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ESPN’s Shelley Smith is a teacher, a reporter and so much more

“I teach this class because I love students and I’ve always enjoyed helping people get better and become more confident, whether it’s in my classroom or at ESPN."

Shelley Smith (back row, center) takes her USC students on the road with her. In this instance, they’re at Staples Center for an LA Clippers game. (Shelley Smith/ESPN)

Emmy Award-winning reporter Shelley Smith is a jack of all trades. She does feature reporting for E:60, general reporting for SportsCenter and this week, she returned from a two-month hiatus to report on Monday Night Football in Denver on Oct. 1.

After taking time off this summer following her mother Luanne’s passing and to recuperate after hip surgery, Smith says her work helped her through this tough stretch.

“Being back Monday night was emotional for me,” Smith said. “I grew up in Denver and used to go to Broncos games with my mom and dad. But everyone has been so supportive. I have received so many messages, cards, and voicemails. I have been overwhelmed with love and support from my colleagues and peers.”

ESPN’s Shelley Smith (standing) teaches at USC. (Katie Chin/USC Annenberg School for Communication and Journalism)

In addition to reporting for ESPN, Smith also teaches a sports media course at USC’s Annenberg School for Communication and Journalism in Los Angeles.

“I teach this class because I love students and I’ve always enjoyed helping people get better and become more confident, whether it’s in my classroom or at ESPN,” Smith said.

How she finds the time to be everywhere she needs to be while teaching a class is certainly impressive.

“I am often grading papers on the plane or in the press box. In fact, my class is on Mondays, so I was teaching from the Broncos press box last week,” Smith said. “I’ve also Skyped from the car on the way back from a Dodgers game (only in LA traffic, of course).”

Smith said what’s great about teaching the class while being out in the field is that she can give her students real-life examples in real-time, literally.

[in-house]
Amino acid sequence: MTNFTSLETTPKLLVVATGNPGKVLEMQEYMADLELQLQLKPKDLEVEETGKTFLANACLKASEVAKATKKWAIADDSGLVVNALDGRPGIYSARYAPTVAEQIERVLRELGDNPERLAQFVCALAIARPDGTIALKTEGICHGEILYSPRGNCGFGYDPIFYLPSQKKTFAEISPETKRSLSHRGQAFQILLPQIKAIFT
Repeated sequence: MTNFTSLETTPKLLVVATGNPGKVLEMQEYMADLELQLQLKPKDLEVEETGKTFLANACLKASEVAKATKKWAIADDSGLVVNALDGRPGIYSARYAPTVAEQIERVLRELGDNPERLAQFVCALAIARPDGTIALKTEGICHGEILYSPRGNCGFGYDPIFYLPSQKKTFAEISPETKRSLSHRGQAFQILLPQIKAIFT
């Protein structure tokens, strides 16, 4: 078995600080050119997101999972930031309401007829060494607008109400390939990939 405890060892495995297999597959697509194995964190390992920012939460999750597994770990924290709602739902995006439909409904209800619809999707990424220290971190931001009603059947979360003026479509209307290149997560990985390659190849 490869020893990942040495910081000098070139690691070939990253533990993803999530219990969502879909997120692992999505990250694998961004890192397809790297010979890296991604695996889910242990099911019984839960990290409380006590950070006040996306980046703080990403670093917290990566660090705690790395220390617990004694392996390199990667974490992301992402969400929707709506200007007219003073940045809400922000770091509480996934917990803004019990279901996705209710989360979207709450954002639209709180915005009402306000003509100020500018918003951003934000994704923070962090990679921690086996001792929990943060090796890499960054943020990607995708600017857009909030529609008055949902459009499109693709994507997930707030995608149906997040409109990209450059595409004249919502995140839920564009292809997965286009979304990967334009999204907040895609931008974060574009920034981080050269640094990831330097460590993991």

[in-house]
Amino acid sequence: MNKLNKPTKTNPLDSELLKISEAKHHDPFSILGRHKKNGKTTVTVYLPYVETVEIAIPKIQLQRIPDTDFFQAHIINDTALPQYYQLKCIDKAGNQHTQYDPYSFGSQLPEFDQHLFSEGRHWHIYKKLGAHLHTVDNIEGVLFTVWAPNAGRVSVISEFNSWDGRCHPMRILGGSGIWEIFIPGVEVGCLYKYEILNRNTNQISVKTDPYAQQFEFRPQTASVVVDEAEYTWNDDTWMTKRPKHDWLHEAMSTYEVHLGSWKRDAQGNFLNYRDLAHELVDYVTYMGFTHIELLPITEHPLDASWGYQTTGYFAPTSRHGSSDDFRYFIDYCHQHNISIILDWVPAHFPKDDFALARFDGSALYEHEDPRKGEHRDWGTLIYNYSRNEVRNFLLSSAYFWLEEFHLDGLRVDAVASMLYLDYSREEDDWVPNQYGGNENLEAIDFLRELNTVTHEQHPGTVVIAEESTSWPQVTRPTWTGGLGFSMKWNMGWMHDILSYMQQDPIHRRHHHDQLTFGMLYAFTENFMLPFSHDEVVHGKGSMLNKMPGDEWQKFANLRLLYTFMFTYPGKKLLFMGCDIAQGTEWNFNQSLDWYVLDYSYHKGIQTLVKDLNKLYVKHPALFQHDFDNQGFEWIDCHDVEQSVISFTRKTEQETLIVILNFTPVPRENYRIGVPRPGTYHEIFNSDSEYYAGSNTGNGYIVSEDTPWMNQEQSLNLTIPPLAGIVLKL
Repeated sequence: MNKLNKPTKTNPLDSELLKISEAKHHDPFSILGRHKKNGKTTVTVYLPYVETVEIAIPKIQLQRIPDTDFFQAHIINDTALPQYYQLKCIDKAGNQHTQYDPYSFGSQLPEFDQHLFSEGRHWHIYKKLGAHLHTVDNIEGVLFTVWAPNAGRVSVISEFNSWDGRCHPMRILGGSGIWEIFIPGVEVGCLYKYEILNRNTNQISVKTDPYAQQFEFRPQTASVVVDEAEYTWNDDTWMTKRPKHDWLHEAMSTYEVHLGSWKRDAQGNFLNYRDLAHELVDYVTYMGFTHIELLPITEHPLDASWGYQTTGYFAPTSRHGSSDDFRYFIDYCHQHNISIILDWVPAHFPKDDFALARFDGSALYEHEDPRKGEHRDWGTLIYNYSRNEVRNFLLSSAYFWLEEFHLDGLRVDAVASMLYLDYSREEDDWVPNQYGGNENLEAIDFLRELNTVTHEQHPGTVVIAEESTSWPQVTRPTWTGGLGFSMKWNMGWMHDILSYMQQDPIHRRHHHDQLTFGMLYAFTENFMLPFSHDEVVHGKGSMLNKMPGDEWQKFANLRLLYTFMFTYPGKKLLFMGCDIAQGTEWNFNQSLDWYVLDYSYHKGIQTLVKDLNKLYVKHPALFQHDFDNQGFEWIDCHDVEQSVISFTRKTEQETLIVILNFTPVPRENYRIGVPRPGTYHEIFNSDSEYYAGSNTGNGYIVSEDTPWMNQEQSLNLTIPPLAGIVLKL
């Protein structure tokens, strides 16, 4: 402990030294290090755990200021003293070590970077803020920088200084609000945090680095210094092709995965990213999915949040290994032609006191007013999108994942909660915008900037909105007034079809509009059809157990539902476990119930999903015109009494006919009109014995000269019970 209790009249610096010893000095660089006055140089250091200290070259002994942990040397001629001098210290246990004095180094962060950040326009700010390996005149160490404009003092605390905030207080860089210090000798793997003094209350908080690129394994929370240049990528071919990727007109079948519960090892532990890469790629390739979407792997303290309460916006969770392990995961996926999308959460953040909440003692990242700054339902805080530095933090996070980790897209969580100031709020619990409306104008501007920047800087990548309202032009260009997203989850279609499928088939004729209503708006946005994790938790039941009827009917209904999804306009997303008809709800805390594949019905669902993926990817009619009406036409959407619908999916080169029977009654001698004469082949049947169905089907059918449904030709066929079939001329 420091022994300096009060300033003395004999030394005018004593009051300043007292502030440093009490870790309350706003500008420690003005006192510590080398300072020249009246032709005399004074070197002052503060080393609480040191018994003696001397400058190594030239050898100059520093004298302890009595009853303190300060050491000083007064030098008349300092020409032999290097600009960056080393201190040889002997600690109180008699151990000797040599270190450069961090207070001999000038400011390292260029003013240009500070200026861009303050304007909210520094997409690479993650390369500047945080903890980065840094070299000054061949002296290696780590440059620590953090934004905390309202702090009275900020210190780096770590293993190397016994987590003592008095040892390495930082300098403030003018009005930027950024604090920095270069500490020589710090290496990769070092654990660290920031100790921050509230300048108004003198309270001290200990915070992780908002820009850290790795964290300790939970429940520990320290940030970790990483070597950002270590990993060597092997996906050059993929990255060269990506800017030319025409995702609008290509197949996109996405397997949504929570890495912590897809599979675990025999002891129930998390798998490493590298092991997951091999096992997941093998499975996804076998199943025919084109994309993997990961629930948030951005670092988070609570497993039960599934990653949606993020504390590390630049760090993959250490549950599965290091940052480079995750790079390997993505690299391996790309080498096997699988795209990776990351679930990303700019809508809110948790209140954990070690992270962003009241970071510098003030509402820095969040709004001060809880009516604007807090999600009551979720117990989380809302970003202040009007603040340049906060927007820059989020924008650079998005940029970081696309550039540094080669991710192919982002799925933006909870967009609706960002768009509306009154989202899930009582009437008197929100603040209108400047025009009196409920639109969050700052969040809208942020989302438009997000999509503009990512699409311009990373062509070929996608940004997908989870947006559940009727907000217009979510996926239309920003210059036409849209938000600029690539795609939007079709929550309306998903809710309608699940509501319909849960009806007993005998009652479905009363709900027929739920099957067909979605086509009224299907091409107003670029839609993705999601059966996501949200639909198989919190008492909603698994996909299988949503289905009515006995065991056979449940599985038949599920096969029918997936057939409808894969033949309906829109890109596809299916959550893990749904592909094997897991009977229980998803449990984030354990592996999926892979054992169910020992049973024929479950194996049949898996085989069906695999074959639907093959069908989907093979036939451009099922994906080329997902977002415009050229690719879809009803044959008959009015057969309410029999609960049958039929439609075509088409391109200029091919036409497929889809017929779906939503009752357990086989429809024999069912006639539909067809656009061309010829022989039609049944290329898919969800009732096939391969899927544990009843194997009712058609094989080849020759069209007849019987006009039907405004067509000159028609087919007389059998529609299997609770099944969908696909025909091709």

“On Monday night, I was working on a feature on [Kansas City Chiefs quarterback] Patrick Mahomes, while I was teaching. They think it’s fascinating to look up and see me reporting on TV; they like discussing current stories. I’m able to share what I’m practicing at the time whether it’s the questions I’m asking, how to listen better, or telling the audience about something they can’t see on TV,” Smith said.

“Mahomes had these great red velvet shoes on when I was speaking to him. You didn’t see the shoes on TV, but I was able to give my class and the fans that context. It’s those kinds of details only the reporter who is there can tell you.”

Not only do the students hear about these experiences, but they also get practical, hands-on experience. They shoot, edit, write and record voiceovers for their videos. The school has a state-of-the-art studio fully equipped with the latest professional tools.

This week, Smith’s students attended the espnW summit in Newport Beach, Calif., to see Smith take part in a panel discussion titled, “Catalysts for Change in Media and Communication.”

Her students, she’ll proudly tell you, are some of those catalysts.

“My students drove two hours on their own time because they were interested in learning more and it certainly paid off,” Smith said. “[ESPN President] Jimmy Pitaro, [Executive Vice President, Content] Connor Schell and Annenberg’s Dean, Willow Bay, all spent time speaking to the students. When you take the opportunity to be proactive, that’s what makes the difference.”

It’s a lesson well taught by one of the industry’s most caring and connected journalists.


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